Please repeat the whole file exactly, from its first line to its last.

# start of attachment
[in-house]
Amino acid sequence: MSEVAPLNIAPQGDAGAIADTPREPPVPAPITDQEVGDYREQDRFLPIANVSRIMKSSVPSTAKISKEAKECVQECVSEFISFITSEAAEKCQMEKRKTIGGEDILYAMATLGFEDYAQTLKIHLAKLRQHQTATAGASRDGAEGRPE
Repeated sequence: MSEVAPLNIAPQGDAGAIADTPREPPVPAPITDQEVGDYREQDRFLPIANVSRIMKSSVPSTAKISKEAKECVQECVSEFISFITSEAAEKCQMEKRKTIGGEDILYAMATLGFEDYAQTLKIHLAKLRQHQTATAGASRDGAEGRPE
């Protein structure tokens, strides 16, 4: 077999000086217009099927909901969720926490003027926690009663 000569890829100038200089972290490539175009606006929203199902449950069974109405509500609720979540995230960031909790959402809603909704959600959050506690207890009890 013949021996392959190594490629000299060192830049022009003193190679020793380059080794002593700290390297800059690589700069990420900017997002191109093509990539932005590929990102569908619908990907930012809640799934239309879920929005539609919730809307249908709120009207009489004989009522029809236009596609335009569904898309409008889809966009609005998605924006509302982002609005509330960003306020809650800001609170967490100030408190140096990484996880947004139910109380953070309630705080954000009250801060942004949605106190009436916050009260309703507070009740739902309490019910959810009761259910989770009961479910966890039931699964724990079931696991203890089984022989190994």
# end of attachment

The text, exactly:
[in-house]
Amino acid sequence: MSEVAPLNIAPQGDAGAIADTPREPPVPAPITDQEVGDYREQDRFLPIANVSRIMKSSVPSTAKISKEAKECVQECVSEFISFITSEAAEKCQMEKRKTIGGEDILYAMATLGFEDYAQTLKIHLAKLRQHQTATAGASRDGAEGRPE
Repeated sequence: MSEVAPLNIAPQGDAGAIADTPREPPVPAPITDQEVGDYREQDRFLPIANVSRIMKSSVPSTAKISKEAKECVQECVSEFISFITSEAAEKCQMEKRKTIGGEDILYAMATLGFEDYAQTLKIHLAKLRQHQTATAGASRDGAEGRPE
């Protein structure tokens, strides 16, 4: 077999000086217009099927909901969720926490003027926690009663 000569890829100038200089972290490539175009606006929203199902449950069974109405509500609720979540995230960031909790959402809603909704959600959050506690207890009890 013949021996392959190594490629000299060192830049022009003193190679020793380059080794002593700290390297800059690589700069990420900017997002191109093509990539932005590929990102569908619908990907930012809640799934239309879920929005539609919730809307249908709120009207009489004989009522029809236009596609335009569904898309409008889809966009609005998605924006509302982002609005509330960003306020809650800001609170967490100030408190140096990484996880947004139910109380953070309630705080954000009250801060942004949605106190009436916050009260309703507070009740739902309490019910959810009761259910989770009961479910966890039931699964724990079931696991203890089984022989190994």